Judges frequently called on Mr. Morgenstern to serve as a mediator in difficult cases.
“Carl was frequently involved with what I called ‘lost causes’ but somehow he, through his persistence, converted these ‘lost causes’ to causes celebre,” said Retired Judge John Moser of the Butler County Common Pleas Court. “I told Carl more than once he took cases where angels would fear to tread. Principle was his motivator.”
Public education was Mr. Morgenstern’s passion. For ten years in the 1960’s he served on the school board of the Hamilton City Schools. Later he served as attorney for the school board, developing a specialty in education law, which led him to teach the subject as an adjunct professor at the University of Cincinnati College of Law for nearly a decade.
Former Ohio Governor John Gilligan appointed Mr. Morgenstern as Trustee of Miami University in 1973. As a trustee, he captured headlines when he called for Miami to divest itself of stock holdings in South Africa because of his opposition to apartheid. Hugh Morgan, professor emeritus of English at Miami, remembers Mr. Morgenstern as a 'voice of conscience.' At a time when South Africa was still segregated, he led a drive by the trustees to demand the administration boycott the stock ownership of companies doing business with South Africa,” recalled Professor Morgan. “I once talked to him at length about this and I was deeply impressed by his humanity.”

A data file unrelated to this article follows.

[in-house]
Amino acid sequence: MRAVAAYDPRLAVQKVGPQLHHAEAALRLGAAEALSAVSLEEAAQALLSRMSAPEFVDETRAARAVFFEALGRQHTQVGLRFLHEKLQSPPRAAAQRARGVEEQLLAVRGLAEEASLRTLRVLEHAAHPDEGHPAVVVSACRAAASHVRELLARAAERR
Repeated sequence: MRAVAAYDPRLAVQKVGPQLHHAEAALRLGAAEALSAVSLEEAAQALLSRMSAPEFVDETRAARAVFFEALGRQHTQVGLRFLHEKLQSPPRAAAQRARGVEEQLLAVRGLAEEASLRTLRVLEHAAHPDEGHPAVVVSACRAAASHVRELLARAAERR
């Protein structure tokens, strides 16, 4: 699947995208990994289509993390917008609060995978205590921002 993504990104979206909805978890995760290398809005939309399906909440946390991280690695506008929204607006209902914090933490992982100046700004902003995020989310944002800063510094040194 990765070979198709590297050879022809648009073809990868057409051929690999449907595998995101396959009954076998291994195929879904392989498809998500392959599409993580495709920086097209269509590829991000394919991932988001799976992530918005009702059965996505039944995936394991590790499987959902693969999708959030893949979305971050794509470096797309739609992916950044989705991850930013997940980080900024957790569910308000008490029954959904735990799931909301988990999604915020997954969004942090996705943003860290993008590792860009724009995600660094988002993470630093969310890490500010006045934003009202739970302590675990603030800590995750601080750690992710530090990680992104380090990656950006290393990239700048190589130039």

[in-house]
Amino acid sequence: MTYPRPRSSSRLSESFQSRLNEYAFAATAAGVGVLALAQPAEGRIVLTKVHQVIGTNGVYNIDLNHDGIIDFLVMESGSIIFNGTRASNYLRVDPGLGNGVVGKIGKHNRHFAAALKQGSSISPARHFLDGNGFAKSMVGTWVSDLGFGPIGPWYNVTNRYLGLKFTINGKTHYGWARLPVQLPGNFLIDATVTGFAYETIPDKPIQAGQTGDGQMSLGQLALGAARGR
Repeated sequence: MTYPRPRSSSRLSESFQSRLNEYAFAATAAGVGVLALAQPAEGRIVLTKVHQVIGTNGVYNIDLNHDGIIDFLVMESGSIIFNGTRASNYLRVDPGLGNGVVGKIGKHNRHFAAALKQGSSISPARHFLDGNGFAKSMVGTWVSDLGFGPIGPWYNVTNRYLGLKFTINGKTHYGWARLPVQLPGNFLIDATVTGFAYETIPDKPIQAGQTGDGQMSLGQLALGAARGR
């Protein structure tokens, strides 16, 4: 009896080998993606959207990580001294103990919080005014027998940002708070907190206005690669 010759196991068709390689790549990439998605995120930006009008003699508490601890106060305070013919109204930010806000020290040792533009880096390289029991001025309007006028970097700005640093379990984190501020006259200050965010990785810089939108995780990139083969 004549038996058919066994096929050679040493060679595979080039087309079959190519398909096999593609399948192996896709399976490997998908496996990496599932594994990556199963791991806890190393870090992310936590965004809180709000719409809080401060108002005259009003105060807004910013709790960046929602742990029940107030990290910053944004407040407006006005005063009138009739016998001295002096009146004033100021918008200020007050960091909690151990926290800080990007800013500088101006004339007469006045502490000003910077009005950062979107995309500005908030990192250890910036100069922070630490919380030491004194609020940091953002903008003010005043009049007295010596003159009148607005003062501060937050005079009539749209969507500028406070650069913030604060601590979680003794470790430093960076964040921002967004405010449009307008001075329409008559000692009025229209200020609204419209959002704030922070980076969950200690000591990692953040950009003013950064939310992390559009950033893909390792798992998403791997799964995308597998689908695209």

Always student centered, Mr. Morgenstern relished being accessible to students during the turbulent 1970s and believed in finding justice through debate. He often quoted the saying “If everyone agrees, no one is thinking.”
The Hamilton Journal News selected Mr. Morgenstern as a “Citizen of the Year” in 1997 and his nomination statement described him as a “fierce advocate for the citizens of Hamilton.” Reflecting his love of tennis, Mr. Morgenstern served as president of the Ohio Valley Tennis Association and as grievance chair of the Western Tennis Association.
Mr. Morgenstern has been an ardent supporter of Israel and a life-long member of B’nai B’rith and Hillel. He was a founding member of Congregation B’nai Tikvah in Deerfield Township. He was the patriarch, principal benefactor and most importantly, trusted friend and counsel to the new congregation. Mr. Morgenstern always has been grateful to Jewish Family Service for helping his family through a crisis in the early 1950s. His wife Marilyn gave birth to their two children, both in 1952, and then contracted polio while Mr. Morgenstern was a struggling young lawyer in Hamilton. Jewish Family Service provided a nurse to take care of the babies and he always remembered how his wife Marilyn had to look down from her hospital room window to see her children on the sidewalk.
Carl remains an ardent supporter of Harvard as he has been for the last 64 years, and he is a passionate and devoted Harvard Law School alumnus.